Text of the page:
ST. SIMONS ISLAND, Ga. (AP) — Leaders on one of Georgia's most popular coastal islands are considering letting developers build closer to sand dunes.
The Brunswick News reports that a planning commission that governs construction on St. Simons Island is discussing reducing the required setback for new construction in areas with active dunes from 40 feet (12.2 meters) to 25 feet (7.6 meters). The new rule would increase the required setback from 20 feet to 25 feet for an area without dunes.
Commissioners agreed Tuesday to postpone action until November to allow time for a public workshop. The idea originated from a planning commission meeting with Glynn County commissioners to discuss growth on the island.
Glynn County Commissioner Cap Fendig said the proposed changes would match Georgia Department of Natural Resources rules. Current Glynn County rules are more restrictive.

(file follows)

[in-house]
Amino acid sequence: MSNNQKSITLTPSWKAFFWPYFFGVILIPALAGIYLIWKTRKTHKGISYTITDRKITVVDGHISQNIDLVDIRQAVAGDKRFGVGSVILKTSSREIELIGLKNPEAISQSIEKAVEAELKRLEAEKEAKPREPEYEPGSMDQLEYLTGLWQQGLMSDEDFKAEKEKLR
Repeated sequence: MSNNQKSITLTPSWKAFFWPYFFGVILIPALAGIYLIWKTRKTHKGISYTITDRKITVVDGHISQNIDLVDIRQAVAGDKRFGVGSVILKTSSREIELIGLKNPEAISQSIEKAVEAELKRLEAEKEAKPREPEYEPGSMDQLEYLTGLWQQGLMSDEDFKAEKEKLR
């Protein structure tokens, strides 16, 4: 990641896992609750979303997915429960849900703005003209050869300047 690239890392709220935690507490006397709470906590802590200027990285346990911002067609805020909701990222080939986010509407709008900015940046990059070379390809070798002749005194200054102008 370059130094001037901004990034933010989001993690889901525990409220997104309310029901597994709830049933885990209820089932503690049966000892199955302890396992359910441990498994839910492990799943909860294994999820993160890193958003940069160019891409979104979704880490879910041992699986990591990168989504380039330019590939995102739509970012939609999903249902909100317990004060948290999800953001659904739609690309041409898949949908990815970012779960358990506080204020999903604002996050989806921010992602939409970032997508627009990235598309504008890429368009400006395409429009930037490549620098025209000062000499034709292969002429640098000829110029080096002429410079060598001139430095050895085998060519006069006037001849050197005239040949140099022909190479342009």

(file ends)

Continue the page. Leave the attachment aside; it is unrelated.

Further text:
Dunes can protect beaches and inland areas and also provide habitat for plants and wildlife. Alice Keyes of the environmental group One Hundred Miles said rising sea levels make setbacks even more important.
“From a practical standpoint, from a public safety standpoint and from a scientific standpoint I cannot recommend it as being a wise vision,” Keyes said. “We should be increasing, not decreasing setbacks so they can continue to serve their function.”
Commissioners also considered a proposal to limit new buildings on St. Simons Island to a height of 35 feet (10.7 meters)
Fendig said many people oppose dense development on the island.
“Are we going to take this opportunity to consider how to restrain density?” he asked.
Fendig said more than 500 home sites await construction on St. Simons, which would worsen traffic congestion if developed.
“This is our opportunity to say good is good, but we don’t want more,” he said.
That decision was also deferred to November after public input.
“This is the beginning of a conversation we need to have,” Fendig said. “The future of our island is in your hands to work this ordinance through to the right balance.”